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February 19th, 2013

“No country is more important than India” – LSE Director Professor Craig Calhoun

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Estimated reading time: 5 minutes

Editor

February 19th, 2013

“No country is more important than India” – LSE Director Professor Craig Calhoun

5 comments

Estimated reading time: 5 minutes

While visiting India, LSE Director Professor Craig Calhoun announces a new research programme on gender equality and 50 postgraduate scholarships for Indian students.

The London School of Economics and Political Science is to develop its highly regarded relationship with the Tata Institute of Social Sciences (TISS) in Mumbai to establish a major research programme on gender equality.

LSE’s relationship with TISS, established in 2007, has been supported by the Jamsetji Tata Trust, which has provided £1.8 million to fund joint research projects and the exchange of faculty members and PhD students between TISS and LSE’s India Observatory. LSE and TISS are working towards building on this collaboration with a focus on women’s issues.

The Tata Trust is keen to support a joint programme of research, advocacy and action to create a safe and enabling environment towards achieving gender equality in India. This programme involves an action research initiative that would input to strengthening existing public institutions and policy to respond to gender issues. This will involve further exchanges of research students, alongside the clear input into policy.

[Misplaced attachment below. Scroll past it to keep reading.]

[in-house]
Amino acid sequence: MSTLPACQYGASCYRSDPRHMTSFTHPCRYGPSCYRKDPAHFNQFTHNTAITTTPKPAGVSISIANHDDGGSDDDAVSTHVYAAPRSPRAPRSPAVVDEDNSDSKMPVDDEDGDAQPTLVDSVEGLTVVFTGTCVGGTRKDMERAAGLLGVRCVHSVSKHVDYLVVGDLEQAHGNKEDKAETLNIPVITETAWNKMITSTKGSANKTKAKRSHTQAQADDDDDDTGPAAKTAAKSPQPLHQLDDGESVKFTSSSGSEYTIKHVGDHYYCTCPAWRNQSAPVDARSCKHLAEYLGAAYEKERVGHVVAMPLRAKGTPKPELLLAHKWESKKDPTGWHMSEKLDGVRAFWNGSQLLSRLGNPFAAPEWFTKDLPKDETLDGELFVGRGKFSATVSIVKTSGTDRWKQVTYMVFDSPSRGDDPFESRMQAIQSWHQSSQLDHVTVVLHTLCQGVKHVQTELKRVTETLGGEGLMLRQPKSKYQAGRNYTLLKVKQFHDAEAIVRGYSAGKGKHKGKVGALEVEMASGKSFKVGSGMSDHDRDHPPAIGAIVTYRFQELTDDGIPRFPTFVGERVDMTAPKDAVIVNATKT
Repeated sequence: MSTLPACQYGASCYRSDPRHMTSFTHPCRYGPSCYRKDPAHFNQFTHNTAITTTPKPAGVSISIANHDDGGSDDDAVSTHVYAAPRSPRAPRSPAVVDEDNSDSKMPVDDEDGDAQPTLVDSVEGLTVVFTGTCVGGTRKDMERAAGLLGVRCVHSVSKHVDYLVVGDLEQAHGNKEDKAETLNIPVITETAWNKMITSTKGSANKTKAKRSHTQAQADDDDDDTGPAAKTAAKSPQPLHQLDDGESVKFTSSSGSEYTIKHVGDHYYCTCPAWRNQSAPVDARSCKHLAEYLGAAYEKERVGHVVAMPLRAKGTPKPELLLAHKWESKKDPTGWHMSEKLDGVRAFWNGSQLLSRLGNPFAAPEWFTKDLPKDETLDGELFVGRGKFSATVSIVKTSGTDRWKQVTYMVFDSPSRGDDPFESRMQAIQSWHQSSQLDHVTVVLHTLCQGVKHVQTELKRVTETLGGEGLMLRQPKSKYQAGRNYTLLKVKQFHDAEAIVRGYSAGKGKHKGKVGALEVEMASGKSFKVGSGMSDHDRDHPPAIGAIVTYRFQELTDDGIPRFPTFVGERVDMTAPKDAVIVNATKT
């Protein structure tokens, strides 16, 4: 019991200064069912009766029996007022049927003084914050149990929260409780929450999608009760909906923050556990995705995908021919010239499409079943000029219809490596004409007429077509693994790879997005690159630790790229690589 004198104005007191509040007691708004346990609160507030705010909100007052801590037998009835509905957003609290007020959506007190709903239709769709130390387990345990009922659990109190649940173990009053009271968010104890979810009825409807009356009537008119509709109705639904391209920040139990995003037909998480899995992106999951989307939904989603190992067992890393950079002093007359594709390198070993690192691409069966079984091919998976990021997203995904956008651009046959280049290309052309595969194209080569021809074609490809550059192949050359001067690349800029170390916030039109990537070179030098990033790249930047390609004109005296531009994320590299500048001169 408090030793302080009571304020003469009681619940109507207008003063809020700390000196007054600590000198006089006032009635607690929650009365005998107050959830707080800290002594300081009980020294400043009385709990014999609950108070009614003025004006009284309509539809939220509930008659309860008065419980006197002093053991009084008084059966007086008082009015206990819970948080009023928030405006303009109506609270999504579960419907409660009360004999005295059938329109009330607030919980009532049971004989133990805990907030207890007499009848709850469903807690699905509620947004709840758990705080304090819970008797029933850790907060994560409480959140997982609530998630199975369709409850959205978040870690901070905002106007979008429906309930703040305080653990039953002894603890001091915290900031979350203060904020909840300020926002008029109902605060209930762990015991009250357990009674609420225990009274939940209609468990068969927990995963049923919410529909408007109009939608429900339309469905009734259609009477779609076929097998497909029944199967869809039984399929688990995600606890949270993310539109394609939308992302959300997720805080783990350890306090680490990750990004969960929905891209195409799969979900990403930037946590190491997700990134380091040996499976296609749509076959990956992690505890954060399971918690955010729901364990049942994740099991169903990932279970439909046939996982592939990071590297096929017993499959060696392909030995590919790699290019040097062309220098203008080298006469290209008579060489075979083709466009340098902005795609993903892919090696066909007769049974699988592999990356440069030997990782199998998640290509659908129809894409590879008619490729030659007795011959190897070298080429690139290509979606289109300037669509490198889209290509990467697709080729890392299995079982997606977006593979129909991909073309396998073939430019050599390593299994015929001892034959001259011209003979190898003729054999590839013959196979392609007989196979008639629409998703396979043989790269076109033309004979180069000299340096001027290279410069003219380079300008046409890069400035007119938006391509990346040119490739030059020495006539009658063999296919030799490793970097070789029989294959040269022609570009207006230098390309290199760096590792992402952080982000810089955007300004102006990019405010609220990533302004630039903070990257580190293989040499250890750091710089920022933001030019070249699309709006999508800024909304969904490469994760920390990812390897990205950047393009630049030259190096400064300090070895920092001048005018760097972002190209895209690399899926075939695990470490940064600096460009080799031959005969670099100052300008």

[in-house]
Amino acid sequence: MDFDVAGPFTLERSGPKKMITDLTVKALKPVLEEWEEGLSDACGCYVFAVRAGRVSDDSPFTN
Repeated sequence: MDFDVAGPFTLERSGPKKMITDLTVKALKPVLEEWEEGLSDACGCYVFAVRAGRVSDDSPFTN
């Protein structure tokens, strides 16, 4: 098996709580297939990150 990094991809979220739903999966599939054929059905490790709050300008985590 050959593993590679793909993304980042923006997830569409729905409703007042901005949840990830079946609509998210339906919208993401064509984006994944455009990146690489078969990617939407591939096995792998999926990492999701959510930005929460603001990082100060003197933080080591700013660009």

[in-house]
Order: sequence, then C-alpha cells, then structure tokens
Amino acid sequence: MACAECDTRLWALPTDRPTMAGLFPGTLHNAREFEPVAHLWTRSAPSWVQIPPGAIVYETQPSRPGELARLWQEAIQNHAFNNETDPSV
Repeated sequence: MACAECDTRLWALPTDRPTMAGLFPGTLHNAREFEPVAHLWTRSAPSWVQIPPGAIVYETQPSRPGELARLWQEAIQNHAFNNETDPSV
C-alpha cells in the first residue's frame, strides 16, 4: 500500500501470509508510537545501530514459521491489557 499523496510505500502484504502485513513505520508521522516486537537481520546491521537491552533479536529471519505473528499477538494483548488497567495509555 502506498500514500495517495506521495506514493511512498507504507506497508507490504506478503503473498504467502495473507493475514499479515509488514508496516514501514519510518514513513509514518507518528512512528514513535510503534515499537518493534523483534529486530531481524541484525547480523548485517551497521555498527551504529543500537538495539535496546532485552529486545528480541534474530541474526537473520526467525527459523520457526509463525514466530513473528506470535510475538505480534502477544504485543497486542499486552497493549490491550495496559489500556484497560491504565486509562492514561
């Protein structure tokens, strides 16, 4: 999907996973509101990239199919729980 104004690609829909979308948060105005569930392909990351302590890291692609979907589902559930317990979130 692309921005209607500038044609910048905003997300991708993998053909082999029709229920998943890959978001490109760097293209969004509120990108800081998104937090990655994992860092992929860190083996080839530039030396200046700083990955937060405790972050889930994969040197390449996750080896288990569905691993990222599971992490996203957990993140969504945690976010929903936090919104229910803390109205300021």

The School also announced 50 new scholarships for postgraduate Indian students. The LSE India Scholarships will enable students from India to study for a Master’s degree at LSE starting in 2013. The awards will range from £3,000 to £32,000, depending on financial need, and are open to all Indian students who hold an offer of a place on an LSE Master’s programme by 30 April 2013.

Speaking in Mumbai, LSE Director Professor Craig Calhoun said “LSE has enjoyed a strong relationship with India for over a century. This has included welcoming thousands of Indian students to study at the School during this time. We want to ensure that LSE’s doors are open to all talented students, regardless of financial circumstances, and are delighted to cement this relationship further by offering 50 scholarships, for graduate study, for students from India.”

With regards to the research collaboration with TISS, Professor Calhoun added: “No country is more important than India as the LSE works to make social science truly global. No issue is more important than gender equality as we work to bring research-based knowledge to major social challenges. We are delighted to continue our partnership with TISS and the Tata Trust.”

Lord Nicholas Stern, I.G Patel Professor of Economics and Economics and Government, said: “The relationship with TISS and the Tata Trust has already produced outstanding research work and facilitated numerous exchanges of research students. It is enabled by LSE’s association with the Tata family and Trust, which now dates back a century.”

Professor Parasuraman, Director, Tata Institute of Social Sciences, said: “This is an exciting development that promises to shed light on a vital area of social policy in India. The partnership between LSE and TISS has already proved fruitful and it is encouraging that it can now be developed further.”

Return to India At LSE for more updates about Professor Calhoun’s trip to India. 

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